Both Virtual PC and Virtual Server support a maximum of four virtual network adapters per VM. Although the internal VMC file structure is common, networking is one aspect that differs slightly on the two platforms. Virtual PC stores network-configuration information directly in the VMC file with the same name as the VM, under the ethernet_adapter section, which Figure 2 shows.
The actual description of host network adapters available to a user resides in the options.xml file, which resides at %APPDATA% Microsoft\Virtual PC. Because Virtual PC has no GUI front end for changing the network adapter name, you’ll have to modify <name type="string">Manufacturer Network Adapter Name</name> in the <virtual_network id="n"> section. Remember to make a backup copy of the file before editing it.
Virtual Server stores network settings in separate XML configuration files with a VNC extension. You’ll find them under %ALLUSERSPROFILE% Documents\Shared Virtual Networks, and only local administrators have access to this folder in a standard installation. By default, the system creates a number of files that match the physical network adapters present on the host. Suppose you have two internal network adapters, one wired and the other wireless. Virtual Server will create two files named External Network (manufacturer name and wired NIC model).vnc and External Network (manufacturer name and wireless NIC model).vnc. Additionally, Internal Network .vnc is also automatically created to facilitate VM-to-VM communication only.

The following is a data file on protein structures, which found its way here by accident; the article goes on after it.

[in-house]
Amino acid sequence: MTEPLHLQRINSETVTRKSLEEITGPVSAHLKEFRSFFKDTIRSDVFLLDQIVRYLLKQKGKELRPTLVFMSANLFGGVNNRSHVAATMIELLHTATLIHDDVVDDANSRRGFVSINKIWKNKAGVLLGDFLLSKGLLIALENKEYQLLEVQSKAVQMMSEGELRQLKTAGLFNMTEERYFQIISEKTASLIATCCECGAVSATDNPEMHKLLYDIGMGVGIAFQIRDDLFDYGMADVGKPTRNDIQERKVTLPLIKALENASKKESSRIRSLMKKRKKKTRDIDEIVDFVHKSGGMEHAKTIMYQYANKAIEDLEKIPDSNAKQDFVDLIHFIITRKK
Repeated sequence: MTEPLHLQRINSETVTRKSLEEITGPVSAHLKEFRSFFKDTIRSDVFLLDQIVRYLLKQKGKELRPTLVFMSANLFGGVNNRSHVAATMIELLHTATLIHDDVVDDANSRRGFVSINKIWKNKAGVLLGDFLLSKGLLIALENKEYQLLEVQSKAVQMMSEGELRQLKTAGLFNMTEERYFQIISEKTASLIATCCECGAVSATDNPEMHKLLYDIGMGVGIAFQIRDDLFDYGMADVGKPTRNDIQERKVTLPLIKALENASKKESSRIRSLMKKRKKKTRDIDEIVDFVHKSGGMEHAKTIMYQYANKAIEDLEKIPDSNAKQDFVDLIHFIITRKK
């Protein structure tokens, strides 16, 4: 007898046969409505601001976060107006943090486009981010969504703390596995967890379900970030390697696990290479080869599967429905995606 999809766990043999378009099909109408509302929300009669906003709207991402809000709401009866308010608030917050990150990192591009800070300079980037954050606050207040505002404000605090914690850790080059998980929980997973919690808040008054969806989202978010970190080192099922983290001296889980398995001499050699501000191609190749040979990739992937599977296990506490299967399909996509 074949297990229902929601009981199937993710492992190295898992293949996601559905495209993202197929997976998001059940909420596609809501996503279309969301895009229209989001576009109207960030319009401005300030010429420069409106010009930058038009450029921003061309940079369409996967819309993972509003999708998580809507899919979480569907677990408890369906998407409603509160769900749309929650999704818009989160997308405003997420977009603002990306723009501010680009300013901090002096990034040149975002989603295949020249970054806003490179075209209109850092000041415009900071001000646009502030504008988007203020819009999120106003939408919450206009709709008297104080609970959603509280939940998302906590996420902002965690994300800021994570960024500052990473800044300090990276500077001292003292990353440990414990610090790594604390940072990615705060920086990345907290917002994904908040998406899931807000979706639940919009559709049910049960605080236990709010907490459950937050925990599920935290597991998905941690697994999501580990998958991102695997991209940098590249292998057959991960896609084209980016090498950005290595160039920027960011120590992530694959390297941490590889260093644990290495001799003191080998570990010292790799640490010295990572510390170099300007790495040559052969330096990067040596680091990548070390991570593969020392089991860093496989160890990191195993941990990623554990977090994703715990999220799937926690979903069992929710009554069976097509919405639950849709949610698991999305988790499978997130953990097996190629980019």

Virtual Server lets you create an infinite number of virtual networks, each with a fully customizable virtual DHCP Server, as you see in Figure 3. There’s also no limit to the number of VMs that can connect to each virtual network. By separating VNC files that describe various common network settings, you achieve isolation without tying a physical network adapter to a specific VM or user.
Obviously, performance will suffer if you attach multiple network-intensive VMs to the same virtual network, which is typically associated with a physical network adapter on the host. The trick is to install multiple adapters on the host and distribute the load among the pool of VMs, according to usage and application needs Because of this subtle difference in virtual network configuration, moving a Virtual PC–created VM already configured with networking to Virtual Server (or vice versa) might result in an error, leaving the network adapter in an unplugged, unconnected state.